I am  currently making my way through Capital in independent reading course on Marx I am auditing this semester. I will blog more about the key concepts of use-value, exchange-value, surplus-value and how these relate to Marx’s epistemological notions of totality, his use of dialectics and the underlying normative basis of his critique of political economy at some future point.

Right now I just want to provide an quote where Marx unveils the historical nature of the length of the working day. Here he is a social historian;

“In the history of capitalist production, the establishment of a norm for the working day presents itself as a struggle over the limits of that day, a struggle between collective capital, i.e. the class of capitalists, and collective labor, i.e. the working class.”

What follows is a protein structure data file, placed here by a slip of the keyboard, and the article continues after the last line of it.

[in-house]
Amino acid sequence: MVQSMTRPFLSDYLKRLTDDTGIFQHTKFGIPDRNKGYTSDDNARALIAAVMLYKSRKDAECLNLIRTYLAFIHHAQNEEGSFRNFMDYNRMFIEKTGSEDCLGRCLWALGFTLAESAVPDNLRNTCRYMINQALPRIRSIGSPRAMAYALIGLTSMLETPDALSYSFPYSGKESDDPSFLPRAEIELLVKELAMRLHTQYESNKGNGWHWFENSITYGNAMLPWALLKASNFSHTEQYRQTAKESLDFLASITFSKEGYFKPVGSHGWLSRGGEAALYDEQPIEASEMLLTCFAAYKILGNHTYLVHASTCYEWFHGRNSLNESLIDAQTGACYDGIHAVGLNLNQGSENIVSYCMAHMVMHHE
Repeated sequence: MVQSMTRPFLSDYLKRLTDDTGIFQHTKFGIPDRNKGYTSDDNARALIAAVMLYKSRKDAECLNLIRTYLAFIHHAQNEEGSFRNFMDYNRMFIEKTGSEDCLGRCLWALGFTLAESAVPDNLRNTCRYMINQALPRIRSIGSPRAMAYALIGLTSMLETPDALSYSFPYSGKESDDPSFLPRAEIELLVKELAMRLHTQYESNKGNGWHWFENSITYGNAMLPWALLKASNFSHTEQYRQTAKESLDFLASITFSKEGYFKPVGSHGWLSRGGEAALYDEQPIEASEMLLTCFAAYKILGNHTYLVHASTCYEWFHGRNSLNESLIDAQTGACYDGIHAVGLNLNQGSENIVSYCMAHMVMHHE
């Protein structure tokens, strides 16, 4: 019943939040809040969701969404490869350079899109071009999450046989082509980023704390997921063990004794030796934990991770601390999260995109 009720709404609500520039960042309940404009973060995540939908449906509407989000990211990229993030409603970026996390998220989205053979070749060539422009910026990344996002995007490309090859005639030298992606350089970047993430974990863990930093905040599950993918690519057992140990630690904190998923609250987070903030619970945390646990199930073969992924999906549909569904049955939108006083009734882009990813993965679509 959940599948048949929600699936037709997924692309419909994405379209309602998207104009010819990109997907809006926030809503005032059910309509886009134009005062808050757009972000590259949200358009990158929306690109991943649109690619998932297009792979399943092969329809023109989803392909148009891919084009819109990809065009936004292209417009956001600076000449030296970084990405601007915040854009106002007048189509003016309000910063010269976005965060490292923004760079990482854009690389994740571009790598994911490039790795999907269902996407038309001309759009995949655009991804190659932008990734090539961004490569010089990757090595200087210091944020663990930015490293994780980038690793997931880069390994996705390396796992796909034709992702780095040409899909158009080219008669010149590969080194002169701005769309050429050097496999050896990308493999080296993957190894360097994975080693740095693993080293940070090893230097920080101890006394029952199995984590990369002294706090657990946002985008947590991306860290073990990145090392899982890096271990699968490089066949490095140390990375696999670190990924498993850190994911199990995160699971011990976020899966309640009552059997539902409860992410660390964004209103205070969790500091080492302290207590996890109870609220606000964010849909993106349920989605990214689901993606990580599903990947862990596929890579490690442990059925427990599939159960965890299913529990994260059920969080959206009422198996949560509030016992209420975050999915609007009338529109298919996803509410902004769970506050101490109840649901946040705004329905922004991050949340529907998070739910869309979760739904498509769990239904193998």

But I also want to show that he is also a literary author of some merit, when he displays the action of the capitalist in an almost tragic light. Like the worker the capitalist is turned into an object and dehumanized by the operation of the capitalist system, like Nosefaratu he is a gothic and souless object who lives off of others;

“The capitalist has his own views of the working day. As a capitalist, he is only capital personified. His soul is the soul of capital…Capital is dead labour which, vampire-like, lives only by sucking living labor, and lives the more, the more labor it sucks.”

I hope these two examples display that Capital is a rich diverse text and hint why Francis Wheen argues it should be read as a gothic novel, with Marx as the greatest satirist since Jonathan Swift.

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